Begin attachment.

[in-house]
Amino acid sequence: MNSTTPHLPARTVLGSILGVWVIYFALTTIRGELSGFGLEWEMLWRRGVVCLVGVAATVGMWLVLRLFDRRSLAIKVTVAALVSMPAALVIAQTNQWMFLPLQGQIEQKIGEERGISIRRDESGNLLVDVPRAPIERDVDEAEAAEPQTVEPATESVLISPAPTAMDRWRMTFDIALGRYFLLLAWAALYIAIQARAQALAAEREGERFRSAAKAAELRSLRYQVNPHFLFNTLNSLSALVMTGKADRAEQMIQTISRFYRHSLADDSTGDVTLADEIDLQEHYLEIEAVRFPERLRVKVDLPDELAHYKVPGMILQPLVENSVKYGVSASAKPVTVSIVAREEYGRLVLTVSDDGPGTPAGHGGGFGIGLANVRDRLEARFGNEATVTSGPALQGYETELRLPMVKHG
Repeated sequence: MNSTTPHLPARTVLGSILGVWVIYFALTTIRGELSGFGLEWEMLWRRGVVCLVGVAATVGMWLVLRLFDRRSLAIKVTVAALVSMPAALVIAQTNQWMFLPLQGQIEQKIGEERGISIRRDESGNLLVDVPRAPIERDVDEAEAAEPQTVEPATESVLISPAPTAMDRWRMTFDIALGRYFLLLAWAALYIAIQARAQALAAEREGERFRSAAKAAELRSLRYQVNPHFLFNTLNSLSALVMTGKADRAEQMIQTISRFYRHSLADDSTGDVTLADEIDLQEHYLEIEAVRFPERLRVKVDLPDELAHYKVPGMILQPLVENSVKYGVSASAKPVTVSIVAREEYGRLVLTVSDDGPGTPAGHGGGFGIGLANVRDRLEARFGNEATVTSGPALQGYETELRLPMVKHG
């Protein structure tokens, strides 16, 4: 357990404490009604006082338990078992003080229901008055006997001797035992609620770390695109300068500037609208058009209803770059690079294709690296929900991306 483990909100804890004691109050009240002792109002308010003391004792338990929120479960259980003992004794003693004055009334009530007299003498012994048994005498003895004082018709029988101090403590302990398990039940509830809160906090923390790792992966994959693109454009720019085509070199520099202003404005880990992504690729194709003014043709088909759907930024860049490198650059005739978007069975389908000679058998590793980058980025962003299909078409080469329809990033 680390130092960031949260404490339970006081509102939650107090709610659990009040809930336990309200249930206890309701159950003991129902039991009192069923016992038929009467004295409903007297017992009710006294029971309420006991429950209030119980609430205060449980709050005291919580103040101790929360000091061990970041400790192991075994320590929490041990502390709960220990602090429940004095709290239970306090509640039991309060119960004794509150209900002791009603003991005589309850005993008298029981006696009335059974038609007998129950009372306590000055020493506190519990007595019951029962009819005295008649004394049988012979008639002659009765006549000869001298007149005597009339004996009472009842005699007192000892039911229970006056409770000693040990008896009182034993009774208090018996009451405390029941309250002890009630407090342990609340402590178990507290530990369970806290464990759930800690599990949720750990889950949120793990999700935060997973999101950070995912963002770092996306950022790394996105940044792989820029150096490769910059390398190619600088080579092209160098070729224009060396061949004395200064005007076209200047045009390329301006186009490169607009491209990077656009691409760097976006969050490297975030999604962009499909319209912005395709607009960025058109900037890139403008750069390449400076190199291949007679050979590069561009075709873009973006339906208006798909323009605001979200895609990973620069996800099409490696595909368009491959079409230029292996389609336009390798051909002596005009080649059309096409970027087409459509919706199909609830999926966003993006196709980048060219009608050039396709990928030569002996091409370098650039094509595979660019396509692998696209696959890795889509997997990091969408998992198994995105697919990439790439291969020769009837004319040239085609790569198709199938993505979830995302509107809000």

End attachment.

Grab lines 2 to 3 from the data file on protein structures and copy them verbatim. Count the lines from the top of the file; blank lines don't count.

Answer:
Amino acid sequence: MNSTTPHLPARTVLGSILGVWVIYFALTTIRGELSGFGLEWEMLWRRGVVCLVGVAATVGMWLVLRLFDRRSLAIKVTVAALVSMPAALVIAQTNQWMFLPLQGQIEQKIGEERGISIRRDESGNLLVDVPRAPIERDVDEAEAAEPQTVEPATESVLISPAPTAMDRWRMTFDIALGRYFLLLAWAALYIAIQARAQALAAEREGERFRSAAKAAELRSLRYQVNPHFLFNTLNSLSALVMTGKADRAEQMIQTISRFYRHSLADDSTGDVTLADEIDLQEHYLEIEAVRFPERLRVKVDLPDELAHYKVPGMILQPLVENSVKYGVSASAKPVTVSIVAREEYGRLVLTVSDDGPGTPAGHGGGFGIGLANVRDRLEARFGNEATVTSGPALQGYETELRLPMVKHG
Repeated sequence: MNSTTPHLPARTVLGSILGVWVIYFALTTIRGELSGFGLEWEMLWRRGVVCLVGVAATVGMWLVLRLFDRRSLAIKVTVAALVSMPAALVIAQTNQWMFLPLQGQIEQKIGEERGISIRRDESGNLLVDVPRAPIERDVDEAEAAEPQTVEPATESVLISPAPTAMDRWRMTFDIALGRYFLLLAWAALYIAIQARAQALAAEREGERFRSAAKAAELRSLRYQVNPHFLFNTLNSLSALVMTGKADRAEQMIQTISRFYRHSLADDSTGDVTLADEIDLQEHYLEIEAVRFPERLRVKVDLPDELAHYKVPGMILQPLVENSVKYGVSASAKPVTVSIVAREEYGRLVLTVSDDGPGTPAGHGGGFGIGLANVRDRLEARFGNEATVTSGPALQGYETELRLPMVKHG